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Nicola Benedetti

Nicola Benedetti

What is the appeal of a solo recital for Nicola Benedetti? Ariane Todes finds out.

A person walks on stage holding a handful of wood, four strings and some horsehair, tasked with filling a cavernous hall and 90 minutes, all alone. For most of us, this is an anxiety dream – but not for Nicola Benedetti. ‘It’s hypnotic,’ she says, ‘a focused, trance-like feeling.’

There are artistic benefits to playing solo, rather than with colleagues, too: ‘You’re on your own, with no one to answer to other than the composer. There is a different level of freedom in what you can do, and how you interpret the music and occupy the space. You don’t have to make any decisions that you’ll be held to, such as speeding up here or slowing down there. There’s no one to consult or consider so your interpretation can change more wildly.’

The solitude demands a special type of communication, she explains: ‘The challenge is to create intimacy in a large hall. Are you able to capture everyone and pull them into your space? There’s a vulnerability to being alone on stage, but when you shed your protective veil, it’s the most direct relationship you can have with an audience. There’s an element of magic when any player or group performs, but when it’s a solo recital, with one person creating all those layers from one mind, people become very engrossed.’

It’s no surprise, therefore, that composers and violinists alike have been inspired to write for the form, and that solo violin works are some of the finest in the instrument’s repertoire. The three that Benedetti has chosen for this recital span four centuries in the violin’s development, offering historic snapshots of its sound in the 18th, 20th and 21st centuries.

Johann Sebastian Bach’s (1683–1750) Six Violin Sonatas and Partitas were written by 1720, the date inscribed on its exquisitely penned autograph manuscript. Not much is known about who they were written for and how they were played during his lifetime. Bach himself must have been a fine violinist and they take the instrument’s technical, musical and spiritual potential far beyond anything that had yet been written. They were only published in 1802, 52 years after his death, but now they are staples of a violinist’s repertoire.

The D minor Sonata is one of the more frequently played, best known for its last movement, the monumental Chaconne, which is often performed on its own. Benedetti is in no doubt why: ‘The Bach Chaconne is the greatest work ever written for violin. It’s endlessly interesting and reveals new things every time you play it, so it’s never the same twice. Over the centuries it has generated a huge amount of intrigue, fascination and analysis. When you play it, you’re telling the story of something that has its own life and power.’

Belgian Eugène Ysaÿe (1858–1931) was the leading violinist of his generation, known for his phenomenal technique and beautiful tone. He was a fine interpreter of Bach’s Sonatas and Partitas himself, but it was hearing Joseph Szigeti performing the G minor Sonata that inspired him in 1923 to write his own set of six sonatas as an attempt to demonstrate how far the violin sound had come since Bach’s time. His sonatas therefore contain both fiendish technical demands, but also relatively new sound worlds.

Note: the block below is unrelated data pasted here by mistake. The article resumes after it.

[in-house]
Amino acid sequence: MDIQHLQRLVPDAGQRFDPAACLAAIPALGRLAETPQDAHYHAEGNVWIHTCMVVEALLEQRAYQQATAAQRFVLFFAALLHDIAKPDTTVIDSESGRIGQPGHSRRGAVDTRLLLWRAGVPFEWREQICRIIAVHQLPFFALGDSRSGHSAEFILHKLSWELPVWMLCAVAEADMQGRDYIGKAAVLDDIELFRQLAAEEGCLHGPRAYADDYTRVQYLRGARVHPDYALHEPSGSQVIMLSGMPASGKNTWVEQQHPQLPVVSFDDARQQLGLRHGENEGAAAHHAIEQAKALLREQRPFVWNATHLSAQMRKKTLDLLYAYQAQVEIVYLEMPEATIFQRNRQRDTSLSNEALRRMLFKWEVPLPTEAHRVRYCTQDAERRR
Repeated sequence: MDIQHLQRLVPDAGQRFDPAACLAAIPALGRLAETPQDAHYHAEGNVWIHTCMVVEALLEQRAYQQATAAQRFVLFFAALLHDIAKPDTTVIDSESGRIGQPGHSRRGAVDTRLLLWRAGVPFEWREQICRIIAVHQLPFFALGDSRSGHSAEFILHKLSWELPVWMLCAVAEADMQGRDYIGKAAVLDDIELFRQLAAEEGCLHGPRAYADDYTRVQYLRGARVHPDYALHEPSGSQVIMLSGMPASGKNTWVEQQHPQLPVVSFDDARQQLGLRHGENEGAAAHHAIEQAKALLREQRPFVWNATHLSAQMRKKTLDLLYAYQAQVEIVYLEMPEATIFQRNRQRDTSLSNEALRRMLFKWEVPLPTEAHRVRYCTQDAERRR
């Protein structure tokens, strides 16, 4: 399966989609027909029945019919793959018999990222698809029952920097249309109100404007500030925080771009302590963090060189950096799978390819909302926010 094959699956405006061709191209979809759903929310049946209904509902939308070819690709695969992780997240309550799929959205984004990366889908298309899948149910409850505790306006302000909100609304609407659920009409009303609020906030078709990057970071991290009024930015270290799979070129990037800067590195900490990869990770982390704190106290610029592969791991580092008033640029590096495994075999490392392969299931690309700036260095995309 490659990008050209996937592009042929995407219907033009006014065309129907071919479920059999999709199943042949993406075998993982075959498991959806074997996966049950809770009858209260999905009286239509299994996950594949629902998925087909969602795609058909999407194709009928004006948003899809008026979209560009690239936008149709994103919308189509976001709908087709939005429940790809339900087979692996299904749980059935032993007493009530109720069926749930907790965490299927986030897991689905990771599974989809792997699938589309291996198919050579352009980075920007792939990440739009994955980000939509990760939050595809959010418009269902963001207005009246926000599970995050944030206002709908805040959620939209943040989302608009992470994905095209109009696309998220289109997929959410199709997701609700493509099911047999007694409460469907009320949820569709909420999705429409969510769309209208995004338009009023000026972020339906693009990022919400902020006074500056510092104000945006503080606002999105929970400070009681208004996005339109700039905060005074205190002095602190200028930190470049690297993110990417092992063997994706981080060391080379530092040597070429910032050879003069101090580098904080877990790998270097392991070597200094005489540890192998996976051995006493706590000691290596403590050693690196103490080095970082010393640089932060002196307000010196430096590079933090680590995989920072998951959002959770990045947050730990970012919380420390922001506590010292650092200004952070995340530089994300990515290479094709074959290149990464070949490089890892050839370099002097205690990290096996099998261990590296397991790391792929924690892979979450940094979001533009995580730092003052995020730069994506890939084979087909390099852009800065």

The Fifth Sonata in particular focuses less on fireworks and more on the violin’s tonal range. Benedetti explains: ‘The techniques Ysaÿe chooses for the Fifth Sonata are unique among the six. All of them are written so well for the violin, but the Fifth is more experimental – it has more sweetness and warmth. In the first movement the thematic material is slow and melodic. The second movement is a dance with an awkward rhythmic structure, which moves into more ethereal sounds. The dance material then returns in two different time signatures and builds and builds until the end.’

The five movements of Wynton Marsalis’s (b 1961) Fiddle Dance Suite, of which Benedetti gave the world premiere in 2015, push the violin’s sound world even further, incorporating ragtime, bebop, Spirituals and blues as well as the reels, Strathspeys and hoedown of Benedetti’s native Scotland. She explains, ‘It mixes
different musical traditions in its harmonies and rhythmic diversity. There are many surprises and quirks, using forms that everyone relates to, but those conventions are pulled apart. For example, with the first movement, the ‘Sidestep Reel’, I give the misimpression at the beginning that you could tap your foot to what I’m playing, but very quickly, that becomes impossible!'

What does she want audiences to take away from the recital? She says: ‘I’d like them to experience the diversity and complexity of the instrument and its capabilities, and to step with me into its world, expecting and wanting to hear different sounds, rather than just a continuous, predictable sound.’ The sound world of this concert is certain to be anything but predictable.

© Ariane Todes

Programme and performers


Johann Sebastian Bach Partita in D minor for solo violin
1. Allemanda
2. Corrente
3. Sarabanda
4. Giga
5. Ciaccona

Eugène Ysaÿe Sonata No 5 for solo violin
1. L’aurore: Lento assai
2a. Danse rustiqueL Allegro giocoso molto moderato
2b. Moderato amabile – Tempo 1 – Poco più mosso

Wynton Marsalis Fiddle Dance Suite for Solo Violin
1. Sidestep Reel
2. As the Wind Goes
3. Jones’ Jig
4. Nicola’s Strathspey
5. Bye Bye Breakdown


Nicola Benedetti violin

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Audience in the hall

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